Almost a week after the fire that ravaged a migrating camp on the Greek island of Lesvos, Berlin announced its intention to take care of 1,500 homeless migrants. Chancellor Angela Merkel said on Tuesday night that the decision was “manageable and justified” for Germany.
More than 1,500 migrants from the Greek islands, including Lesbos, will be welcomed in Germany. These asylum seekers have been sleeping homeless since the Moria camp, which began almost a week ago.
Greek Civil Protection Minister Michalis Chryssohoïdis announced that five immigrants had been arrested in the investigation of the fire in this camp, which is worth 12,000 refugees in unhealthy conditions, and that an identified sixth suspect was on the run.
“I refuse to let the EU look down on immigration”
Traveling to Lesbos, where he said he was “touched” by this “dramatic” and “complex” situation, European Council President Charles Michel urged Europe to “mobilize” and “get involved.” To “seriously address the migration challenge”.
“I refuse to let the EU lower its eyes on immigration” because “Greece’s borders are Europe’s borders”, he insisted.
Following the “brutal incident” in the Moria fire, he appealed for a “fair, strong and effective response” from the European Union and demanded “more partnerships with third countries”.
Until now, Europeans’ responses had been very discreet: ten countries had agreed to take care of 400 unaccompanied minors, including France, who should take in about a hundred.
But Germany “guaranteed that 1553 family members” recognized as refugees by Greek authorities would “leave the islands” in the Aegean Sea, according to German Rector Olaf Scholz on Tuesday.
“Open the doors”
Chancellor Angela Merkel said on Tuesday night that her decision to welcome these migrants was a “manageable and justified solution” for Germany.
However, she said she was disappointed at the lack of a coordinated European solution. This “is not a sign of the capacity to act and of Europe’s values”, she lamented, according to participants in a meeting of her Conservative parliamentary group in Berlin.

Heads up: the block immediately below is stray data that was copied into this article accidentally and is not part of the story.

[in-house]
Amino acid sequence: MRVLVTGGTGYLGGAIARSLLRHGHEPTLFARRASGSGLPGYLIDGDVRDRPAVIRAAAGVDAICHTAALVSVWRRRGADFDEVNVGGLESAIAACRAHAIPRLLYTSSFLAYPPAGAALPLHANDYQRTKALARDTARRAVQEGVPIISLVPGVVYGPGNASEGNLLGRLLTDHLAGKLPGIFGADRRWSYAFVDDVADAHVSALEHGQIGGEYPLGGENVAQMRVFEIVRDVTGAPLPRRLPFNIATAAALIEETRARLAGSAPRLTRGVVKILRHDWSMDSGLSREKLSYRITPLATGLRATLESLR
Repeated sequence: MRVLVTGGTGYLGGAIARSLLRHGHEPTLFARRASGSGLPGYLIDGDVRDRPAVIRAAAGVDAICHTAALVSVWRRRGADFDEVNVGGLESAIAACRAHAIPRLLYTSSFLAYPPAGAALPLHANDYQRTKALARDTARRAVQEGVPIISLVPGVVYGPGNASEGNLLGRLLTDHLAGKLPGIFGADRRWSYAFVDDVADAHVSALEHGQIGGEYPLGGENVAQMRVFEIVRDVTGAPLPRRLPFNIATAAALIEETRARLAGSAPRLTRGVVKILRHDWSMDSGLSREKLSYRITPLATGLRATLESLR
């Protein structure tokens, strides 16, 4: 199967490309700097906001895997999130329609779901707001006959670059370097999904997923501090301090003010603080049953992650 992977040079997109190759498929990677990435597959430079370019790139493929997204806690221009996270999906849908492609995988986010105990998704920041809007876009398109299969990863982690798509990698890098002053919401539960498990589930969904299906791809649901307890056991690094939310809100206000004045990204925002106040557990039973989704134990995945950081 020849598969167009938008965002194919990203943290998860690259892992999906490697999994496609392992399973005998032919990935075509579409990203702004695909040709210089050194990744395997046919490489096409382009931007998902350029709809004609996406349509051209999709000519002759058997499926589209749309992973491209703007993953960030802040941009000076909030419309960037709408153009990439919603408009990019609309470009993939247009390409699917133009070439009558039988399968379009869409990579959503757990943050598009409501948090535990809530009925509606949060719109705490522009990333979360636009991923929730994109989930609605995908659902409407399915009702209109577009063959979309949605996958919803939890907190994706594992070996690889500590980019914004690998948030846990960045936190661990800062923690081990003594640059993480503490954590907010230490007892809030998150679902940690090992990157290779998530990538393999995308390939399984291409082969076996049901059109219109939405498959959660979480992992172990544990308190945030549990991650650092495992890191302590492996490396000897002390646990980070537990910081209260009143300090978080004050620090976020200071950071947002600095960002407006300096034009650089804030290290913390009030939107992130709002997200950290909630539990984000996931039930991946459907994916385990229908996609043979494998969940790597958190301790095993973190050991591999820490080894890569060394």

In Lesbos, since the fire that ravaged the Moria camp, which was built five years ago at the height of the migration crisis, thousands of asylum seekers have slept on sidewalks, in fields or in abandoned buildings, with little food and access to water in a glowing heat.
In a tent, where her eight family members have lived since the Moria fire, 21-year-old Samira Ahmedi, who arrived from Afghanistan a year ago, is fighting to bring back tears.
“Please,” she shouts to European countries, “open the doors. We are human, we are not animals.”
“Without shower or mattress”
By his side, Simine, 22, does not want to enter the new temporary camp, which was quickly built by the authorities after the fire. “There is no food, no water,” she explains, “no one wants to go to the new camp.”
The conditions are deplorable there “without shower or mattress”, according to testimonies collected by AFP.
“The entry of asylum seekers into the new camp is non-negotiable,” the Minister of Civil Protection told the media in Lesbos.
Just under 800 migrants have so far agreed to settle there, according to information from the ministry.
Most migrants refuse to do so for fear of not being able to leave the island once inside.
For Vany Bikembo, a 25-year-old mechanic who arrived a year ago from the Democratic Republic of Congo, the temporary camp, “over there, it’s a second hell” after Moria.
In the port of Mytilene, the island’s capital, about 200 islanders demonstrated early in the evening to explain that they refused to see a new migrant camp open not far from the ruins of Moria.
Normalization of their situation
“The islands do not want a concentration camp, neither open nor closed,” read a banner held by protesters in the majority of the Communist Party.
The head of the North Aegean, Kostas Mountzouris, one of the staunchest opponents of the government’s plan to set up a closed camp in Lesbos, called on entrepreneurs and professionals to rally to demand a “normalization” of the situation and “removal of migrants from the island”.
For several months, the Greek Conservative government has been planning the establishment of a closed center in Lesbos to dismantle the Moria megastructure. Now that it is being destroyed, Prime Minister Kyriakos Mitsotakis has confirmed the forthcoming reconstruction of a camp and called for a more active commitment from the European Union.
Until 23 September, the European Commission has presented its long-awaited project to reform migration policy in the EU.